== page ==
Besides the guidelines on indicators sets provided at European level, each country performs its own analyses and reports to measure and estimate the level of smartness and sustainability of different national cities. Therefore, an ever-increasing number of municipalities are selecting their own indicator sets, aiming at finding the key aspects in their evolution towards sustainable smart cities. An example of a medium-sized city is Parma, Italy, that, from 2017, ranks in the top 10 Italian cities according to the iCityRank ranking [23].
The iCityRank national ranking aims at giving a measure of the progresses of different Italian municipalities towards the objective of being a smart city. In order to quantify this progress, proper performance metrics include dynamism, functionality, attention to ecological problems, sustainability, attention for citizen, and others. This progress is obviously supported by the possibilities opened by technological advances technological advances. Ranking is based on several indicators, which change and are re-evaluated every year, that are related to different aspects of the quality of urban life. In 2019, the indicators selected by iCityRank were the following, as shown in Figure 5.
  • economic solidity;
  • sustainable mobility;
  • environmental protection;
  • social quality;
  • governance;
  • digital transformation.
For each one of these indicators, the annual report presents a separate ranking, which is evaluated considering a set of more than 100 sub-indicators, in turn measuring more than 250 sub-indicators coming from qualified sources or specific surveys.
In Table 2, the ranking obtained in the period 2017 ÷ 2019 by the city of Parma is shown: the data trend clarifies how the municipality of Parma is working on different aspects with the clear intent of improving the services offered to its citizens by implementing the concept of smart sustainable city.
In order to improve the rankings shown in Table 2, within the Ruggedised project [6] the city of Parma has created a local Smart City Governance Plan, acting as a promoter within the city and the stakeholders, with the goal of developing a vision, a roadmap, an investment plan, and an action plan. In November 2017, the initiative Parma Futuro Smart [24] was officially launched to co-design and co-manage the smart city process. In detail, Parma Futuro Smart is a political strategy tool that supports the city’s decisions for the definition of a smart city’s Action and Investment Plan by 2030. With its specific connection and promotion role, more than 50 local, regional, and national stakeholders have been involved in this initiative (such as public authorities, research institutes, private enterprises and representatives of associations, non-governmental organizations, and citizens). The concept of smart city promoted by Parma Futuro Smart does not mean merely innovation, resilience, and technology, but also dialogue, social inclusion, sustainability, creativity, and identity. Therefore, the ultimate goal is to create a “humanized” and structured city based on a strong local network composed of people, places, and policies. From an organizational point of view, the local stakeholders involved in the foresight process have been divided into the following four thematic working groups, with each of them being linked to one or more specific Sustainable Development Goals (SDGs):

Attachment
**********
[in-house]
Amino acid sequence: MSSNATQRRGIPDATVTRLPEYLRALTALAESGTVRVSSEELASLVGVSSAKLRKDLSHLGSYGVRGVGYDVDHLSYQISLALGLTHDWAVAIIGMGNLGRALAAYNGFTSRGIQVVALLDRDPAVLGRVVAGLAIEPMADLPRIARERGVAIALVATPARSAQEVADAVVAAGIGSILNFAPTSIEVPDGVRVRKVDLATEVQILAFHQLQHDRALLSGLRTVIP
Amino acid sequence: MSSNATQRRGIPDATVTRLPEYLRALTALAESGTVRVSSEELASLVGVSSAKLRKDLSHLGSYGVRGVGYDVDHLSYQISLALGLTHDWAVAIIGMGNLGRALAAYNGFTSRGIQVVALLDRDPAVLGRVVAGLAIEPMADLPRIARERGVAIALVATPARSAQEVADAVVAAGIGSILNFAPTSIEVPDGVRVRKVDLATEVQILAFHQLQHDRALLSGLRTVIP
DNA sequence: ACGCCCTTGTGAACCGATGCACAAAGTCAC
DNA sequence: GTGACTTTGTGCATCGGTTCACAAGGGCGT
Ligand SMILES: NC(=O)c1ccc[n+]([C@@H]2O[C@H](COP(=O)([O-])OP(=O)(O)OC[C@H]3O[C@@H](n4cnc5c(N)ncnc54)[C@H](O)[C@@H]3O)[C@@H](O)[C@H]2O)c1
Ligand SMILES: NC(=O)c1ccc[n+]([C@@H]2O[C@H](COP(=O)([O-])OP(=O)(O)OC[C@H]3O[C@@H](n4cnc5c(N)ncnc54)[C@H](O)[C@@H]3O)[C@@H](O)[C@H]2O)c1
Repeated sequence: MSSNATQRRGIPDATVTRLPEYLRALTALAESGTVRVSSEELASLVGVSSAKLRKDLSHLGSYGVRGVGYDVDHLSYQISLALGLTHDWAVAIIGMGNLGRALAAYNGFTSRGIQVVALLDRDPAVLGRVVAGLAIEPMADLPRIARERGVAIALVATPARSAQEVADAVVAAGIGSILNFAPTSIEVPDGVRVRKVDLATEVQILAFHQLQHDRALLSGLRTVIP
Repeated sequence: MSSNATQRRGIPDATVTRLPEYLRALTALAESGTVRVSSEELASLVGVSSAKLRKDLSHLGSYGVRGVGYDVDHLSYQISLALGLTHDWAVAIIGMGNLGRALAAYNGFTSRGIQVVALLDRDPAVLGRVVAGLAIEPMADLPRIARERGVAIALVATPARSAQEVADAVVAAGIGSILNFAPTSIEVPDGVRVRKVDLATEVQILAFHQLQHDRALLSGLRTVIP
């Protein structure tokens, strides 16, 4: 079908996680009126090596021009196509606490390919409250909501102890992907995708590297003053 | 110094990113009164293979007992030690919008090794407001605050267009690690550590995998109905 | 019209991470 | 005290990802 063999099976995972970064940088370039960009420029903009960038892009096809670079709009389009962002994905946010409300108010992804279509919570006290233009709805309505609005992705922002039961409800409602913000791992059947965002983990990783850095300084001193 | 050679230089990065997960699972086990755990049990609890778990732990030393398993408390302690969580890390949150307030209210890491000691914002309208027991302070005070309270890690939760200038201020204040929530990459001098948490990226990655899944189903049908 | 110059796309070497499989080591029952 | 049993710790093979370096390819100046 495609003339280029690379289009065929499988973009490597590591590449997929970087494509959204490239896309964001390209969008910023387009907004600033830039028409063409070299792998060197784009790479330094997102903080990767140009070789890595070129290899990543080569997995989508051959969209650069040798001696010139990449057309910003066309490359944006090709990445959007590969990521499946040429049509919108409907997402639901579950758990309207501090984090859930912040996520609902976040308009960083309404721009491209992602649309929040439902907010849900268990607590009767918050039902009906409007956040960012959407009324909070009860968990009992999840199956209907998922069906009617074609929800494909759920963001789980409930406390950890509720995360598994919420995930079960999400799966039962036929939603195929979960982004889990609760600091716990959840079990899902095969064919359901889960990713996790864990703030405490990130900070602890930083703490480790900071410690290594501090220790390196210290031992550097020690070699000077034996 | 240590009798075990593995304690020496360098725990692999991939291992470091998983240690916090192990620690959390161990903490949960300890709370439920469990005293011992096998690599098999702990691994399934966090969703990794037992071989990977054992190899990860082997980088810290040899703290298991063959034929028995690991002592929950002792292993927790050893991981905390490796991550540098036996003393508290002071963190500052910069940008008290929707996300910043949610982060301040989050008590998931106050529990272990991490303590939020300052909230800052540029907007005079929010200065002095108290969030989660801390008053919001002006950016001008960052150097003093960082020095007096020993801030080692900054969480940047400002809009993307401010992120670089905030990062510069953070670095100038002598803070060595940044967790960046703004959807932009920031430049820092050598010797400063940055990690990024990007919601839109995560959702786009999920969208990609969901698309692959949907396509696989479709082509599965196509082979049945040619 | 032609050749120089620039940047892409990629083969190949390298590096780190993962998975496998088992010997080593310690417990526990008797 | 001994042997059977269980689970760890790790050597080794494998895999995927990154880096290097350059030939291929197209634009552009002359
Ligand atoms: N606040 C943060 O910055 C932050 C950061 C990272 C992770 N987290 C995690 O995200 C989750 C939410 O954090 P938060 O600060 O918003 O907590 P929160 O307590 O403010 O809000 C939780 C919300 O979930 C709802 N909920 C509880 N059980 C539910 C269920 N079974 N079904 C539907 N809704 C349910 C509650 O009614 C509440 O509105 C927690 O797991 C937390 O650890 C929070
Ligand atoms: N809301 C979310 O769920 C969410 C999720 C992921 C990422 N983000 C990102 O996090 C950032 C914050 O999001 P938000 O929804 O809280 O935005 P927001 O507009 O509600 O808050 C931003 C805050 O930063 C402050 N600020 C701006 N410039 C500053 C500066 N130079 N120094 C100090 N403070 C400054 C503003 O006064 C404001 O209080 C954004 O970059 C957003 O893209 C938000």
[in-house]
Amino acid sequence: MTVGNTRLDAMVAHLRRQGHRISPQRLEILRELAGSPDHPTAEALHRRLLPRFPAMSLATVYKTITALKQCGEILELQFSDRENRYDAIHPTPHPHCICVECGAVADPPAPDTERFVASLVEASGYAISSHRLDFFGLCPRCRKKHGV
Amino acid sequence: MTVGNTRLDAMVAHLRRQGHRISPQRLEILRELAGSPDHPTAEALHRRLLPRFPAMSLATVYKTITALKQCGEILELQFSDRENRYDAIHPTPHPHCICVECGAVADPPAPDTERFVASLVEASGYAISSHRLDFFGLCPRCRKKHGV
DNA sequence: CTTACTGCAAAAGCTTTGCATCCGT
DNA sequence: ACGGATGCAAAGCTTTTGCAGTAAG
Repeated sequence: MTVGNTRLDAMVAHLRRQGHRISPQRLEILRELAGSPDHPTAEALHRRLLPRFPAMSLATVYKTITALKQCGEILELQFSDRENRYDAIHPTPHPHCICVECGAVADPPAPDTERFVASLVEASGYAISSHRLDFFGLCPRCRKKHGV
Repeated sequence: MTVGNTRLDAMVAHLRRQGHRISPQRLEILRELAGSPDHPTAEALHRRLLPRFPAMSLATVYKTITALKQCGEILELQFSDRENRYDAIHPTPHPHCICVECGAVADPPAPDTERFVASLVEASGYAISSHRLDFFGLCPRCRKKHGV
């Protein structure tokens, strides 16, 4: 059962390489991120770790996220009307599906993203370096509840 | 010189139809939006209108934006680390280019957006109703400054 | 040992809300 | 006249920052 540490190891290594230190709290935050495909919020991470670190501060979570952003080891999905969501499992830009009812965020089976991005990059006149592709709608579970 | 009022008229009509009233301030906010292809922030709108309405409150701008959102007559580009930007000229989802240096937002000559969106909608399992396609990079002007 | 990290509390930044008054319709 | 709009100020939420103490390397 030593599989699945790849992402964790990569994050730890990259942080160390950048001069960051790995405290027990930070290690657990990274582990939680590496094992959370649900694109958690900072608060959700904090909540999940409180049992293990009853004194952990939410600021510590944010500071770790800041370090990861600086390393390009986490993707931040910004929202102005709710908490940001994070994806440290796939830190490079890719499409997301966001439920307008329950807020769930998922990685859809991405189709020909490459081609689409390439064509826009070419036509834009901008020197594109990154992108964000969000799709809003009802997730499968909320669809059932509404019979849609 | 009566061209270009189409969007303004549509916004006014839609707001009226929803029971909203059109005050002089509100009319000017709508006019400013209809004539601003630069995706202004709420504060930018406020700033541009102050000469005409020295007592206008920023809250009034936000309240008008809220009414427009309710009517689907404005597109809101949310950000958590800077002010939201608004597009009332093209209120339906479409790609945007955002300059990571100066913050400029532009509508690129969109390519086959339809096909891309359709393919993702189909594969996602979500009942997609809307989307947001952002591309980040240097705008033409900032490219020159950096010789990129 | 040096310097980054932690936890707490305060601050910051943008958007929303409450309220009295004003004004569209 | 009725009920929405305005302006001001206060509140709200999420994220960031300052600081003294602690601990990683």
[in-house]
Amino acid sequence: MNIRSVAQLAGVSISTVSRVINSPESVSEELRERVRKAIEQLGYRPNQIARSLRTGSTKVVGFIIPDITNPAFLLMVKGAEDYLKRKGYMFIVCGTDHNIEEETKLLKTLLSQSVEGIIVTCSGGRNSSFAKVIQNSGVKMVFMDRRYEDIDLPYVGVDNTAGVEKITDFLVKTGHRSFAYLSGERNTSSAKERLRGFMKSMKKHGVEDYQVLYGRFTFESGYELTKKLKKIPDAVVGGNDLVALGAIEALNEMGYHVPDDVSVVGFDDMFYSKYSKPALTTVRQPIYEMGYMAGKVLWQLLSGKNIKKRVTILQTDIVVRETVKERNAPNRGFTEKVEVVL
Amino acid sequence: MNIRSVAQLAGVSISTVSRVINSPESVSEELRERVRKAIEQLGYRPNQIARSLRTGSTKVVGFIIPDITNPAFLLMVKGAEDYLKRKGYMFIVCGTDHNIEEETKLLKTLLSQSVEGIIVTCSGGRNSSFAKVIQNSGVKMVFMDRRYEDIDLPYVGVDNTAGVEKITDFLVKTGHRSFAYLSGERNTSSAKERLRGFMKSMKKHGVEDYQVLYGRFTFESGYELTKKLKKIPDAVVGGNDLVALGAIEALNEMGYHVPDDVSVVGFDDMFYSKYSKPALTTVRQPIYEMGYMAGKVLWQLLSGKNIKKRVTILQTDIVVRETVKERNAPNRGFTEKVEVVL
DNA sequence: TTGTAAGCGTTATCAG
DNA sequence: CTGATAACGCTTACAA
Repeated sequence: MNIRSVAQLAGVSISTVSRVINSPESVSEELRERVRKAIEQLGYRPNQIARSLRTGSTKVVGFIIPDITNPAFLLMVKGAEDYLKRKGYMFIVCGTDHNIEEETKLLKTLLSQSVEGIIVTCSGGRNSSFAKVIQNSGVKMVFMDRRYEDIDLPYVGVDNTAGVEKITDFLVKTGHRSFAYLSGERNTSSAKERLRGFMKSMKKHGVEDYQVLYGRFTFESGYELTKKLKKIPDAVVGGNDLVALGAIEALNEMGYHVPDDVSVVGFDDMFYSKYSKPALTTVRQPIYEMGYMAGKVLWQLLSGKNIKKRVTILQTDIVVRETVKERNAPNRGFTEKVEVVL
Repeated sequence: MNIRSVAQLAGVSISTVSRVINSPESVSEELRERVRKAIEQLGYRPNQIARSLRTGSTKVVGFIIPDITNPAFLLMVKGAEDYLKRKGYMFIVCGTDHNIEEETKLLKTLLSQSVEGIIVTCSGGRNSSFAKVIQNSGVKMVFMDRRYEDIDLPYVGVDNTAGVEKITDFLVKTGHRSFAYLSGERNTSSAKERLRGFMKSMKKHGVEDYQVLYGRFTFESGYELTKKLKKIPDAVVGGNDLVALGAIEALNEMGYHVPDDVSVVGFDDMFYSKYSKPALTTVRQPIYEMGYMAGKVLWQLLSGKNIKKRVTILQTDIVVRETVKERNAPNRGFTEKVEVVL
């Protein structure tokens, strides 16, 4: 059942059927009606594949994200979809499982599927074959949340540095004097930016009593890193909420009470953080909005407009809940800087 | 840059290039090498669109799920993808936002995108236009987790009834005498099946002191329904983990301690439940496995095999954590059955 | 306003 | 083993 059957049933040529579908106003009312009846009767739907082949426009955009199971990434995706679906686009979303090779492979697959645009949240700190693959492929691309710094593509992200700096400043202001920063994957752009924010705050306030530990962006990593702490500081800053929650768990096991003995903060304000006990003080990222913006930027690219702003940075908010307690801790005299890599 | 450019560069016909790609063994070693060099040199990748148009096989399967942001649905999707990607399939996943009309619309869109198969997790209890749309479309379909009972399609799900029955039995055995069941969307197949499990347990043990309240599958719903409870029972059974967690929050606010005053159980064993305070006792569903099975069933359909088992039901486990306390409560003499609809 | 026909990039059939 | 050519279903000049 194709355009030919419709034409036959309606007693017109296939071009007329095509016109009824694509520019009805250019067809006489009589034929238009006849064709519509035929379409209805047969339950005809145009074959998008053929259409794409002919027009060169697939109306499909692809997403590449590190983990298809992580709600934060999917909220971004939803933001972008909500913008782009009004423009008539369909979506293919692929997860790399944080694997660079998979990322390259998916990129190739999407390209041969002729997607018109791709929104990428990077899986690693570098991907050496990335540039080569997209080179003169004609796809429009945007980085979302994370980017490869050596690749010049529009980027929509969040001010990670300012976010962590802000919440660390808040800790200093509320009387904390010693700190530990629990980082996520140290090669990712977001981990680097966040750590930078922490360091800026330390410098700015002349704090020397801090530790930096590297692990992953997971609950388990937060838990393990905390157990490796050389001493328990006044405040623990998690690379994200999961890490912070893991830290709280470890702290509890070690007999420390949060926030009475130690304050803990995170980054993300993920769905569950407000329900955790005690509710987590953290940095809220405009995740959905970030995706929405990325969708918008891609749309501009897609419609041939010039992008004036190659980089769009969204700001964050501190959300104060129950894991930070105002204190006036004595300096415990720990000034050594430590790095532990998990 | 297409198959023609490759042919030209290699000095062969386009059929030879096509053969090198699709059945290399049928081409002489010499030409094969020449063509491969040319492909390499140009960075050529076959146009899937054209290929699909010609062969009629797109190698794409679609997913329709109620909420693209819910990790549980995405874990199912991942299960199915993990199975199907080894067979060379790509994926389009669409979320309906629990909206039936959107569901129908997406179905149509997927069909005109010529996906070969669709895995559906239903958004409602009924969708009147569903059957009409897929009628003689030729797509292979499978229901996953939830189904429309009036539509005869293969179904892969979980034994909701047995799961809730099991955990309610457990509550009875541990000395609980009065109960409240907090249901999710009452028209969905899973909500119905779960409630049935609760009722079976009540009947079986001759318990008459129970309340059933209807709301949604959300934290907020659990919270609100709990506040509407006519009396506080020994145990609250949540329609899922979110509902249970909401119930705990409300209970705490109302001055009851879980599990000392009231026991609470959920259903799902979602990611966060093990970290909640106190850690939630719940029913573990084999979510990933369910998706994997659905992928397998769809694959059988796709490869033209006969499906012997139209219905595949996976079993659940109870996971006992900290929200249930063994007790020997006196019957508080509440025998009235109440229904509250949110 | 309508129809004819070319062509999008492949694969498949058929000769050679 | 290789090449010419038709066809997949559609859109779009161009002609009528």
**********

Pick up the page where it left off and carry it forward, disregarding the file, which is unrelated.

• Smart transport and mobility;
  • Smart energy, environment and smart grid, infrastructure;
  • Smart society and people;
  • Smart economy and innovation.
Then, these SDGs have been deeply discussed during workshops and, as a result, different perspectives and ideas have been collected, processed, and consolidated into the definition of a comprehensive and shared smart city vision. More in detail, the Parma Futuro Smart initiative has been structured into the following series of events.
  • Kick-off and Brainstorming World Café for Parma Futuro Smart (30 November 2017).
  • Scenario—Vision Workshop (6 April 2018).
  • From Scenarios to Roadmap Workshop (9 November 2018).
  • Co-creation Workshop with the thematic groups (6 August 2020; 8 September 2020; 15 September 2020; 30 September 2020; 14 October 2020).
  • Presentation of the Smart City Governance Plan (planned at the end of 2020).
These topics have been also included in the Smart City Protocol signed in May 2019 to formally engage nearly 40 stakeholders and create a cooperation platform to share projects and competences with the ultimate goal to firstly build a smart community to become then a smart and green city.
Thanks to the participatory foresight process of Parma Futuro Smart, supported by the Ruggedised EU project, the city of Parma sets the goals for the next decade. The administration has decided to accelerate the process to fully turn Parma into a green city and the Smart City Action and Investment Plan (SCAIP) will be totally consistent with these goals and will help to achieve them. Parma pursues the farsighted goal to become a green city, based on the most crucial aspects of environmental quality: efficiency and circular use of resources, and mitigation and adaptation to climate change, enhancing the economic and social implications of a better quality of life and well-being at the urban level generated by a green economy. This view is also reflected in the 5 core pillars of the infrastructural and urban development planning of the city, a city without suburbs, with the aim to sew up the urban fabric, as follows.
  • Urban regeneration of the existing city, through economic incentives and regulations that guide the market towards the improvement to extant buildings, avoiding any further soil sealing. The plan also identifies 15 strategic areas of urban regeneration.